It was announced recently that Major League Baseball has granted exclusive rights to producing its baseball cards to Topps. See the New York Times story here. According to the article, the baseball card market has dropped to a fifth of what it was in the mid 90’s. In other words, baseball cards are dying.
It was a slow death, but this is how it happened.
1. Someone’s mother threw away her son’s shoebox full of baseball cards. In that box were hundreds of faces of no-name players like Eddie Joost and Ray Boone, but a few of the cards held the likeness of Mickey Mantle, Duke Snider, Ernie Banks, Willie Mays, and Joe Dimagio. This was repeated by thousands of mothers across the country. Only a few boxes were salvaged.
For the decades from the 50’s to the early 80’s, baseball card collecting goes on without major event. Topps is the main company. The pack includes over a dozen cards and a stick of gum, and most suburban kids can buy a few packs with the money they earn from mowing their neighbor’s lawn, or from the money in a birthday card.
Some of the cards are put in the spokes of bicycle wheels, but a few are treasured. When I was a kid I kept all of my Phillies cards, traded all of my Cubs, and kept the likes of Mark McGuire, Will Clark, Tom Seaver, and of course Mike Schmidt. I treasured the Mike Schmidt cards.
I would set out all my cards, and sort them into their teams. I would put together all-star teams. I would pour over the stats, delighting in all the tiny numbers, especially the numbers in italics, indicating that was a league-leader. Then step two in the death of baseball cards happened:
2. Those boys grew up, and started buying those cards with the faces of their heroes, thus driving the prices up. One ancient card with Honus Wagner’s picture on it is sold for six figures, and every middle aged man in America swears he had that card in his old shoebox this his mother threw away.
Suddenly there were new companies. Donruss and Fleer popped up, but I stayed loyal to Topps. Now no one dared throw a card away for hopes that a rookie card of a future hall of famer would someday bring fortune. Baseball cards stopped being about loving baseball, and became about making money. Then Upper Deck came out, with their glossy finish and special sets and hologram cards and increased prices. Now a deck had about 10 cards and cost three bucks.
3. The Becket monthly price guide was released. Becket had made an annual book, one that you could look up your old cards for fun and see how much they might be sold for. The monthly guide though, destroyed collecting. Now prices fluctuated with every hot streak. Buying and selling rookie cards were like a complicated futures market. And having Ken Griffey’s rookie card wasn’t enough, because if it were a Topps card, it was worth $3, but if it were an Upper Deck card, it was worth $75.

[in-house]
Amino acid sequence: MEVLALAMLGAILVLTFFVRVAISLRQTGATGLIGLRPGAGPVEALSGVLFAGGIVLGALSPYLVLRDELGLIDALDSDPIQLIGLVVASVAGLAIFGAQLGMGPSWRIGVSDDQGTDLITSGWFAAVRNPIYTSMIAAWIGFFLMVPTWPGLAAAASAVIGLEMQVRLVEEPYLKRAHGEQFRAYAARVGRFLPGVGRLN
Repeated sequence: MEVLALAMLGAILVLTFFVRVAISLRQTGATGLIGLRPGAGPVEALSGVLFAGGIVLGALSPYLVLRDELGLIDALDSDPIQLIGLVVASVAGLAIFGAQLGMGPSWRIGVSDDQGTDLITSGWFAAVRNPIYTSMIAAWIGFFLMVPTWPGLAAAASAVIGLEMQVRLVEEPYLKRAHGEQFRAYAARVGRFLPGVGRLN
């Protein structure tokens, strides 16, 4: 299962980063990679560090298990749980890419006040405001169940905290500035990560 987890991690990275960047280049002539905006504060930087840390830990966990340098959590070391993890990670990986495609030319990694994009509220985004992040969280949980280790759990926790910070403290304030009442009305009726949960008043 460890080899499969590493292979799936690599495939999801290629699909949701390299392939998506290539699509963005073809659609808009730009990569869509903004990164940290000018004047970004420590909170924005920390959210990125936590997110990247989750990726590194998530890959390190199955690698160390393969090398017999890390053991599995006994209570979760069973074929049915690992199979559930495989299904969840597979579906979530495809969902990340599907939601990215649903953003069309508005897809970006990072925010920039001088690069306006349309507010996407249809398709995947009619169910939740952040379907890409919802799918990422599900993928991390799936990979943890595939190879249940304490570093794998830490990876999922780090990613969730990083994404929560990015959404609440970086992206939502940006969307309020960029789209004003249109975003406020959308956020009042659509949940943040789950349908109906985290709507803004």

4. Baseball cards became a business of old men instead of a hobby of young boys. For years the value of a card was simple. If a player was good, the card was valuable. If a player was very good, and you had his rookie card (and there was only one), then that card was very valuable. By the mid-90’s there were so many companies, so many sets, so many Gold, Elite, Premium, Glossy, Hologram, Special Edition, Autograph Edition, Rookie All-Star, Future Star, College, Minor League All-Star, Top Draft Pick, Platinum cards, no one but savvy businessmen could keep track of it all.
Can baseball cards be saved? I think so. This is what Topps needs to do:
- Make one set of cards every season. The release date is Opening Day. Players that played in major league games in the previous season get a card. No one else. This will clear up the issue of what is someone’s rookie card. Plus, if someone gets called up in July and has a great season, there will be increased demand for his card before the next season even starts.
- Put all the player’s stats for his entire career on the back of the card. One of the great things about old cards was that you could immediately tell if a player had a long career by the size of the font of the stats.
- Limit the special insert sets. Every season, have only two special sets inserted into the regular packs: one for rookies and one for all-stars or league leaders. Simplify and streamline the deck so that there is only one card for each player during any given year.
- Improve merchandising in stores. Do not overcrowd an aisle with so many cards that kids/parents don’t even know what they are looking at. Keep them (as much as possible) away from the High School Musical Cards, and the President Obama Cards, and the Miley Cyrus Cards.
- Put the gum back in. Kids like gum, its not complicated.
- Put more cards in each deck. Make it something worth while.
- Add some sort of internet interactive game to play with the cards. This has been wildly popular with Webkins and other toys. Allow kids to assemble teams online with the cards they get and play other teams. Add bonuses for getting closer to filling a full set. This would intergrate fantasy baseball and collecting cards – and might even draw in some old guys like me.
Here is a great article about the 1987 set of Topps Baseball cards. This was the first set that I collected seriously. I still have many of the cards in my room at my parents house. My Mom wouldn’t dare throw them away